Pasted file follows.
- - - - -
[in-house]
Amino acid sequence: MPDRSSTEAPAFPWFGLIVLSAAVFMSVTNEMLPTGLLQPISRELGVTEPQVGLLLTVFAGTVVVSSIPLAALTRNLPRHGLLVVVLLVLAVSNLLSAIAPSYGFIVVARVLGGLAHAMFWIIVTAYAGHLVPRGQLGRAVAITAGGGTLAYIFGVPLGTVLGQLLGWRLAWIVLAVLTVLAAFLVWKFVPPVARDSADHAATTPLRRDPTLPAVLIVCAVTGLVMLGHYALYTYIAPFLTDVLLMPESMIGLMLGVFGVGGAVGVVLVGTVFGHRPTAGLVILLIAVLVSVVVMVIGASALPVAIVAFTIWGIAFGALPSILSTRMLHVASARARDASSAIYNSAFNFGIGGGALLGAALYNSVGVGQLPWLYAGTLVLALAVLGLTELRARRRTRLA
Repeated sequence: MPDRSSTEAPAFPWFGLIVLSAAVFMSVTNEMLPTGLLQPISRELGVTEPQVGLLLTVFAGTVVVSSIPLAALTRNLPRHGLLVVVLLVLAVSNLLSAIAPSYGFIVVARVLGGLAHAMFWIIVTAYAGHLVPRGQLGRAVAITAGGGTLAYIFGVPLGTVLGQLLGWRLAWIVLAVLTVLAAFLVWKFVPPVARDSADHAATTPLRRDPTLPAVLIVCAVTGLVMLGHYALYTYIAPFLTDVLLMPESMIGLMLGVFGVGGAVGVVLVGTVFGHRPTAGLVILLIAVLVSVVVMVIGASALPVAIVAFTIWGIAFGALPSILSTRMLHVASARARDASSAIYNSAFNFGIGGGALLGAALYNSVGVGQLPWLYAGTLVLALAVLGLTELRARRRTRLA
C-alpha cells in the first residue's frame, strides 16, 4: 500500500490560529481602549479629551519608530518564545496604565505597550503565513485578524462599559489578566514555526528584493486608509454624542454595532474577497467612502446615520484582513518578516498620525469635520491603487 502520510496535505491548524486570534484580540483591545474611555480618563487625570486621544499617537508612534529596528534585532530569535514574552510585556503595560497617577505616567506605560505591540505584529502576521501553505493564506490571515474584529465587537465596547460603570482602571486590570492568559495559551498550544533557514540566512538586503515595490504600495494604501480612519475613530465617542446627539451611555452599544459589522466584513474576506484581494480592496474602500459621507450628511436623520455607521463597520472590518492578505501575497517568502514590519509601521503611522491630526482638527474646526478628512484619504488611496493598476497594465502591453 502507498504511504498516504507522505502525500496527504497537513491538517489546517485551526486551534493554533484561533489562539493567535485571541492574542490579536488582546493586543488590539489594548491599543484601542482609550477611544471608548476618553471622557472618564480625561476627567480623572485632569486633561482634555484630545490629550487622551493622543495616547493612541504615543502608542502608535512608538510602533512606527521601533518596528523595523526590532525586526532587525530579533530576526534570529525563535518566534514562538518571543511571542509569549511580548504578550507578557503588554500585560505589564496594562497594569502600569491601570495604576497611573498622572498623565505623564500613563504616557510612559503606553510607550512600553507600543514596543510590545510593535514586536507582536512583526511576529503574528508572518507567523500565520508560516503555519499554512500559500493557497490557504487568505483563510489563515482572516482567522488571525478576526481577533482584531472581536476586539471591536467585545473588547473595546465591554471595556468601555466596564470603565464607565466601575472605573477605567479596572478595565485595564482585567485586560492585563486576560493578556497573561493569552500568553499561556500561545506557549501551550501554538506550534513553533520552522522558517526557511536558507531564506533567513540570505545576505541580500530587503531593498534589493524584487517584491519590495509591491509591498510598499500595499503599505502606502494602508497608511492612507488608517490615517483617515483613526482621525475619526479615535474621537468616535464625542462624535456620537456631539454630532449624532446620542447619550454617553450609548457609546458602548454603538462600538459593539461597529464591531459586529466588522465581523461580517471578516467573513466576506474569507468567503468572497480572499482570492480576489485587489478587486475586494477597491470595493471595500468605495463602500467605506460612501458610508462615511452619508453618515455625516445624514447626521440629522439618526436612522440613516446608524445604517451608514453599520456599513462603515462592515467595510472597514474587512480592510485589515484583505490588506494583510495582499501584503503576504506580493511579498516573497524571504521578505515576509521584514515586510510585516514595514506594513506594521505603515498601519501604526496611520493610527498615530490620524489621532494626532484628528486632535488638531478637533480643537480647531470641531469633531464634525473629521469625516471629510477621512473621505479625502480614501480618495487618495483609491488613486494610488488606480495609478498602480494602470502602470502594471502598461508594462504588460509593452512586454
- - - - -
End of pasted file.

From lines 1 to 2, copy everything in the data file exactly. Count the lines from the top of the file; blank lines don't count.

[in-house]
Amino acid sequence: MPDRSSTEAPAFPWFGLIVLSAAVFMSVTNEMLPTGLLQPISRELGVTEPQVGLLLTVFAGTVVVSSIPLAALTRNLPRHGLLVVVLLVLAVSNLLSAIAPSYGFIVVARVLGGLAHAMFWIIVTAYAGHLVPRGQLGRAVAITAGGGTLAYIFGVPLGTVLGQLLGWRLAWIVLAVLTVLAAFLVWKFVPPVARDSADHAATTPLRRDPTLPAVLIVCAVTGLVMLGHYALYTYIAPFLTDVLLMPESMIGLMLGVFGVGGAVGVVLVGTVFGHRPTAGLVILLIAVLVSVVVMVIGASALPVAIVAFTIWGIAFGALPSILSTRMLHVASARARDASSAIYNSAFNFGIGGGALLGAALYNSVGVGQLPWLYAGTLVLALAVLGLTELRARRRTRLA